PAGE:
Essentially, the court held that an Inherited IRA is not creditor protected because it has a very different structure and purpose than the interests the law protects for the person who originally created it, including a lack of access restrictions, the inability of the beneficiary to contribute, mandatory withdrawals, and other differences.

As such, the person named “beneficiary” of an IRA (the person who inherits it after you) is an issue that should be of significant concern.

Who should be worried about this?

Those leaving money to non-spouse heirs. Many of my successful clients have six and even seven figure IRA accounts that they may be fortunate enough to be able to leave to their heirs in whole or in part. Your heirs’ liabilities and creditors, including various lawsuits, bankruptcy, potential divorce, and professional liability all put that money at risk. You should also have a concern if your state law simply says that “IRAs are protected” — leaving that statement open to interpretation whether that applies to your circumstances. It would likely be a long and expensive legal process like Clark suffered above.

Those who stand to inherit IRAs from their own family. We are also find that many of our physician clients have parents and other relatives who were successful (and frugal) enough to not have depleted their own IRA accounts, a number of which have grown at a compound rate for decades and amount to very significant sums. If you stand to inherit such an asset it will very likely be subject to your own professional liabilities and asset protection concerns as well.

What if my state law explicitly protects inherited IRAs?

Then you’re probably in decent shape with two exceptions, which are really pretty braod:

1.  If  you as the beneficiary ever move to a state that does not protect inherited IRAs or;

2.  If the beneficiary of your inherited IRA ever moves from a state with statutory creditor protection to one without it. Remember it is the law of the state in which the beneficiary (as a debtor or defendant) has residence that applies, not the law of the state where the person who originally set the IRA lived, that controls creditor access to the funds.

 What the solution? An IRA trust.

One solution is to name a trust as the beneficiary rather than an individual or group of individuals directly. These special purpose trusts (which are separate from your general estate planning and other trusts) are built to comply with applicable IRS regulations and are drafted with creditor protection features that allow the trust to hold the funds and make distributions to the beneficiaries as required at the discretion of a trustee, who is in turn controlled by a variety of tax rules including minimum required distributions.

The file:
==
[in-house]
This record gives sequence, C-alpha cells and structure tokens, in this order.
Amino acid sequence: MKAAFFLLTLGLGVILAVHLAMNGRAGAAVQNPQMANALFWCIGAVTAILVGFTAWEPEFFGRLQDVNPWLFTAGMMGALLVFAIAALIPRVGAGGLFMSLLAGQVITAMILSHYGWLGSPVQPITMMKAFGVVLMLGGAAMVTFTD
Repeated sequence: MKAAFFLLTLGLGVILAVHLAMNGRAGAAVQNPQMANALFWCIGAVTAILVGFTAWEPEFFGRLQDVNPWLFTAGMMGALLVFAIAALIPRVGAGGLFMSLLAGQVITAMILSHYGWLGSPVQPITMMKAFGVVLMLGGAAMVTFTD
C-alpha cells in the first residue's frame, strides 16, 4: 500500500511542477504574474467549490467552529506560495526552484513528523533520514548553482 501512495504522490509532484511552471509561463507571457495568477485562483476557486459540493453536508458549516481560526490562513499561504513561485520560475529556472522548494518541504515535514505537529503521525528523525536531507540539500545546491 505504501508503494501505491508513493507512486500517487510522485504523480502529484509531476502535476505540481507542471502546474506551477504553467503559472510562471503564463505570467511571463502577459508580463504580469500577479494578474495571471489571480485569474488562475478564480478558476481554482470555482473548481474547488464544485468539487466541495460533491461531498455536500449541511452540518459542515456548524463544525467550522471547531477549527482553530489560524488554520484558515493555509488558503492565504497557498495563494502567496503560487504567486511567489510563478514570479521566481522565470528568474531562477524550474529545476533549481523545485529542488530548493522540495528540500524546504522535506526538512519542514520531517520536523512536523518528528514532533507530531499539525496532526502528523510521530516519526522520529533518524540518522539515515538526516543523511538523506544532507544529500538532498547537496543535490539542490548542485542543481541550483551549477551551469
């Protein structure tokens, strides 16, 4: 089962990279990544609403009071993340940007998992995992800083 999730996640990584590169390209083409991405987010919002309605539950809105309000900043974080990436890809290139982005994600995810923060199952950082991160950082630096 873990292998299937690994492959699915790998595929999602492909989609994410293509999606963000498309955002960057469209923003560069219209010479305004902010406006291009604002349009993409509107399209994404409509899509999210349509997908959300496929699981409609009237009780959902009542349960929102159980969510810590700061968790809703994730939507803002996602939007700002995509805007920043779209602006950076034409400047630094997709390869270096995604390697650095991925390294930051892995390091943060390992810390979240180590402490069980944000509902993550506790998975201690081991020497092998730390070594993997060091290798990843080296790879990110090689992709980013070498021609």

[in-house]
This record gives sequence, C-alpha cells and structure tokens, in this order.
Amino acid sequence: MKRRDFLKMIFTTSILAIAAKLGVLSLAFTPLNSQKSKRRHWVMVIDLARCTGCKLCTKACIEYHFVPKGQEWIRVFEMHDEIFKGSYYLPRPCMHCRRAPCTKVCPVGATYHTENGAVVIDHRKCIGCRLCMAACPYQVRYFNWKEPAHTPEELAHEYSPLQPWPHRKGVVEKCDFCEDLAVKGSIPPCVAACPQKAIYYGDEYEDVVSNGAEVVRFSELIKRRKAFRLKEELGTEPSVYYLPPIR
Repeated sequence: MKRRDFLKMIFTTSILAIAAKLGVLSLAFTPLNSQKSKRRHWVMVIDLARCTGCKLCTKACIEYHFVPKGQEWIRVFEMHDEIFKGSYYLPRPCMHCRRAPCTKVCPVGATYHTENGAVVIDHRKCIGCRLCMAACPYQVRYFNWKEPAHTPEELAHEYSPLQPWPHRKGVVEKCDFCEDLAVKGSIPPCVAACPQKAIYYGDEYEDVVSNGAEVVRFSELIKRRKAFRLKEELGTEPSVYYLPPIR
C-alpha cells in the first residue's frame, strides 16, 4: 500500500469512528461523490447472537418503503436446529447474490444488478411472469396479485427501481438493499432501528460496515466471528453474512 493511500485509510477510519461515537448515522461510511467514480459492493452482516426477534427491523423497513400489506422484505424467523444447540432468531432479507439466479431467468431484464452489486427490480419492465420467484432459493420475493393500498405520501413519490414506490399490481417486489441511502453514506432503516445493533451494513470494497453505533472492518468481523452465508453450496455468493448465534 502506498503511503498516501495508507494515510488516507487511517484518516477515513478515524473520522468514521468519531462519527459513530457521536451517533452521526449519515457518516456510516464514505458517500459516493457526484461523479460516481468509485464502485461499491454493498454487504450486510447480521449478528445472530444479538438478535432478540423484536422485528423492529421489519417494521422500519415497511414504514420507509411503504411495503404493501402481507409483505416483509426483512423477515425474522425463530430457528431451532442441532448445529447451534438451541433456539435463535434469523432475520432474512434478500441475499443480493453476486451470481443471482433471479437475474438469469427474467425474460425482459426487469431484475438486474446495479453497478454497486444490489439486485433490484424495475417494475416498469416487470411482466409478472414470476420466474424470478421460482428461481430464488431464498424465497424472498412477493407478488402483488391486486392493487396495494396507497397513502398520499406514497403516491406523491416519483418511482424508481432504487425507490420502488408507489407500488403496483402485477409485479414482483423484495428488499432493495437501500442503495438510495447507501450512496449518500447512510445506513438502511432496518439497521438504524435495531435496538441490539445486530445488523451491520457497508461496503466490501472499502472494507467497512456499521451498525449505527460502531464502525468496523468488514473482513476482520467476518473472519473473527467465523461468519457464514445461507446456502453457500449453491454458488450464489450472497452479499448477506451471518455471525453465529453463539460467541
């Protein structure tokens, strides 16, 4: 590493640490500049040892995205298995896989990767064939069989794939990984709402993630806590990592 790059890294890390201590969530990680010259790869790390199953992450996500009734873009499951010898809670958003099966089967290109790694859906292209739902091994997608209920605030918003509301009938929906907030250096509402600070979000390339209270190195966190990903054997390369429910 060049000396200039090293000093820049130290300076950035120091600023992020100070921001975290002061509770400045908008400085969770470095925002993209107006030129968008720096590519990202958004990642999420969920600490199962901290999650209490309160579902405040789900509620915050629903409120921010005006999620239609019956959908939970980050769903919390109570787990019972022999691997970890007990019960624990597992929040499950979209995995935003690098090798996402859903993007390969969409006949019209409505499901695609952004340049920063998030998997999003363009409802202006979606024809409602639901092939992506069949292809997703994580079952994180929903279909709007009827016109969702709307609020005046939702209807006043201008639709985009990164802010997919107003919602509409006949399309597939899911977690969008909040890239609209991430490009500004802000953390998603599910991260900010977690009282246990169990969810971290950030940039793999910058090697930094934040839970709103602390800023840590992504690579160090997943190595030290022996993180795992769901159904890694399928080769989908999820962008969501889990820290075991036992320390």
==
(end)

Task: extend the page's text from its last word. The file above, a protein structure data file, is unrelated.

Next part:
While this structure provides a great deal of creditor protection it also adds some complexity and expense in the form of legal fees to have a competent attorney draft the trust, a corporate trustee if one is desired, and an annual tax return for the trust as a minimum.

That said, these relatively  minor issues (and the cost of the trust which is only a few thousand dollars) are significantly outweighed by the benefits provided to finically qualified individuals with large IRA accounts. Most people in this category use their IRAs last, as it is “safe money”, creditor protected and for a variety of other reasons which makes the estate planning surrounding this asset increasingly important.


This article was originally published in a different form at www.PhysiciansPractice.com, The Nation’s Leading Medical Practice Management Resource. The author, Ike Devji is an Asset Protection attorney with over a decade of experience in helping to protect thousands of HNW clients from a variety of risks and has written over 200 articles on related issues.

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Urgent Care Centers: Asset Protection for Doctors, Owners http://www.proassetprotection.com/2015/06/urgent-care-centers-asset-protection-for-doctors-owners/ http://www.proassetprotection.com/2015/06/urgent-care-centers-asset-protection-for-doctors-owners/#respond Fri, 05 Jun 2015 17:55:45 +0000 http://www.proassetprotection.com/?p=697 URGENT CARE CENTERAsset Protection attorney Ike Devji was heavily featured in a recent article in The Ambulatory M&A Advisor titled “Asset Protection for Your Urgent Care Business” by Brittany Belli.

Devji works with physicians nationwide and is a frequent CME presenter for medical groups on issues including asset protection, wealth preservation and the specific risk management techniques, that most attorneys overlook.

Devji has been quoted as an expert in dozens of medical journals and is a frequent source for journalists and authors seeking practical, street smart info on these topics.

See the article here: